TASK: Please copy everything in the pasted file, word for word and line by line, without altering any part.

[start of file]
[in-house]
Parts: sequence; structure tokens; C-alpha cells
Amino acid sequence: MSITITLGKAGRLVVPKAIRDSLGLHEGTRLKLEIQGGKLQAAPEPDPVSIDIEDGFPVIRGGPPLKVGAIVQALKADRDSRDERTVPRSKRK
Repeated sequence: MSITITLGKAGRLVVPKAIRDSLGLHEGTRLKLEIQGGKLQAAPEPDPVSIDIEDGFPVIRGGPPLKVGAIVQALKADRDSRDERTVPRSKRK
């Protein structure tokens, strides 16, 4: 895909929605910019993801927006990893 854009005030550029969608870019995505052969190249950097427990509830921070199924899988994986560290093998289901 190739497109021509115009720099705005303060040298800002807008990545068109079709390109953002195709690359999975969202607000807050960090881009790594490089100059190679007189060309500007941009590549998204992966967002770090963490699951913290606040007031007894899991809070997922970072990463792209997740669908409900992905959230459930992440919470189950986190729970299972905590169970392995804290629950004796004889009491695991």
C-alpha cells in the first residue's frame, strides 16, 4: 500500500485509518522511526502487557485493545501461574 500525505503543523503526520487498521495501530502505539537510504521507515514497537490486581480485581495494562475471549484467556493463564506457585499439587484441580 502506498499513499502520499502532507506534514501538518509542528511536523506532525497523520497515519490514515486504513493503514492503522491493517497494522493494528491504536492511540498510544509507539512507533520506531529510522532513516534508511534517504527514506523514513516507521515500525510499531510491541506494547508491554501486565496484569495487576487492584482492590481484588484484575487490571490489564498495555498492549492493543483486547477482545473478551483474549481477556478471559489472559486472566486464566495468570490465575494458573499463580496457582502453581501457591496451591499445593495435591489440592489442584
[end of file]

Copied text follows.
[in-house]
Parts: sequence; structure tokens; C-alpha cells
Amino acid sequence: MSITITLGKAGRLVVPKAIRDSLGLHEGTRLKLEIQGGKLQAAPEPDPVSIDIEDGFPVIRGGPPLKVGAIVQALKADRDSRDERTVPRSKRK
Repeated sequence: MSITITLGKAGRLVVPKAIRDSLGLHEGTRLKLEIQGGKLQAAPEPDPVSIDIEDGFPVIRGGPPLKVGAIVQALKADRDSRDERTVPRSKRK
């Protein structure tokens, strides 16, 4: 895909929605910019993801927006990893 854009005030550029969608870019995505052969190249950097427990509830921070199924899988994986560290093998289901 190739497109021509115009720099705005303060040298800002807008990545068109079709390109953002195709690359999975969202607000807050960090881009790594490089100059190679007189060309500007941009590549998204992966967002770090963490699951913290606040007031007894899991809070997922970072990463792209997740669908409900992905959230459930992440919470189950986190729970299972905590169970392995804290629950004796004889009491695991």
C-alpha cells in the first residue's frame, strides 16, 4: 500500500485509518522511526502487557485493545501461574 500525505503543523503526520487498521495501530502505539537510504521507515514497537490486581480485581495494562475471549484467556493463564506457585499439587484441580 502506498499513499502520499502532507506534514501538518509542528511536523506532525497523520497515519490514515486504513493503514492503522491493517497494522493494528491504536492511540498510544509507539512507533520506531529510522532513516534508511534517504527514506523514513516507521515500525510499531510491541506494547508491554501486565496484569495487576487492584482492590481484588484484575487490571490489564498495555498492549492493543483486547477482545473478551483474549481477556478471559489472559486472566486464566495468570490465575494458573499463580496457582502453581501457591496451591499445593495435591489440592489442584